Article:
Configuration example for RFC 1483 ATM DSL

This sample configuration shows an ImageStream router connected to a Digital Subscriber Line aggregation circuit. Each PVC represents a DSL customer terminated on the router. This example uses the "atm route-bridged ip" command. This command automatically sets up a bridge group, binds the ATM subinterface to it. "atm route-bridged ip" also turns off the spanning tree protocol on the port, sets the forward time to one second and enables proxy ARP so that each PVC can communicate with other PVCs, yet still have a netmask larger than a /32. All routes added to the ATM subinterface are redirected by the router to the automatic bridge group instead.
====ETHERNET===================== ===
        | LAN IP:
|                |
|  Router A      |
|   Serial0      |
        | WAN IP: (
        | ATM WAN
|       |        | 
|       |        |
+       +        +
PVC     PVC      PVC
1/101   1/102    1/103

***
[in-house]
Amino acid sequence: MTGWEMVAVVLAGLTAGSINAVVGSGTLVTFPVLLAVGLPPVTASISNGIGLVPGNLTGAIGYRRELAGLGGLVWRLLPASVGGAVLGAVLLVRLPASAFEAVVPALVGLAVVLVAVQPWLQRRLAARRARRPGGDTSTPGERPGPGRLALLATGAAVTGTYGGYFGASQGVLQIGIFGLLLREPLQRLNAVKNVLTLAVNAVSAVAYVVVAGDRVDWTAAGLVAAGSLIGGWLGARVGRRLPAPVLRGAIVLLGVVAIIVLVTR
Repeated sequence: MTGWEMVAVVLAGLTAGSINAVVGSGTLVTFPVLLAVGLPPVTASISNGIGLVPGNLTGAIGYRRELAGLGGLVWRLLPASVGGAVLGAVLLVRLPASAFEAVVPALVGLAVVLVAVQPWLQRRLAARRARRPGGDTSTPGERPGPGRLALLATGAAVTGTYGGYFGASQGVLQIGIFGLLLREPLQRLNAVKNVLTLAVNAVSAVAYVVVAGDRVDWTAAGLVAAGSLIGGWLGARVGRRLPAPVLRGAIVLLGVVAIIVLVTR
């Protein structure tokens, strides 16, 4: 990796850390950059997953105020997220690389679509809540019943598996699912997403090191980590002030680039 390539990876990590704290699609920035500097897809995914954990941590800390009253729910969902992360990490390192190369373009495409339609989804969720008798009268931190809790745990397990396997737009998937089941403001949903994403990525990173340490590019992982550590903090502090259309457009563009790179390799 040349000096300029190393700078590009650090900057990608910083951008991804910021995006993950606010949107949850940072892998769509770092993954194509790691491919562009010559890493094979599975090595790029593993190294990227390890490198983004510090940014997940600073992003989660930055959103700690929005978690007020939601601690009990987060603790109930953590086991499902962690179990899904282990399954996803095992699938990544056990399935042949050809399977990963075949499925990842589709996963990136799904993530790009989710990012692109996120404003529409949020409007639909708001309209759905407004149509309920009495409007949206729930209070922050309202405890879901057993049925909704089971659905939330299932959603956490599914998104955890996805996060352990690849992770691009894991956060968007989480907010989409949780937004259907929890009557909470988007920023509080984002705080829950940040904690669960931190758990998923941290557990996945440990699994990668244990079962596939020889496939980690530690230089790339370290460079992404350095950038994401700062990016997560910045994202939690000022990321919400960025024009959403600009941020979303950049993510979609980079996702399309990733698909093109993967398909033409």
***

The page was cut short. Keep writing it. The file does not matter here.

Before You Start

Be sure to have three separate IP subnets, one for the WAN network and two for the Ethernets connected to the routers. Each WAN port connected to the point-to-point WAN must have it's own IP address from the same IP network. Since they are on the same IP network, they will have the same netmask.

These IP network addresses are given to you by your Internet Service Provider, your leased line carrier, or by ARIN. If you do not plan to connect you network to the Internet, you can use an IP network address set aside for private use. The IP network address for private use can be found in RFC 1597. Most people will use as we have in this example.

Configuring The WAN Ports

In this example, we are going to assume the following:
  • Router A has an Ethernet IP address of with a netmask of
  • Router A has a WAN IP address of with a netmask of
  • The DSL Customer with VPI 1 and VCI 101 has an IP address of
  • The DSL Customer with VPI 1 and VCI 102 has an IP address of
  • The DSL Customer with VPI 1 and VCI 103 has an IP address of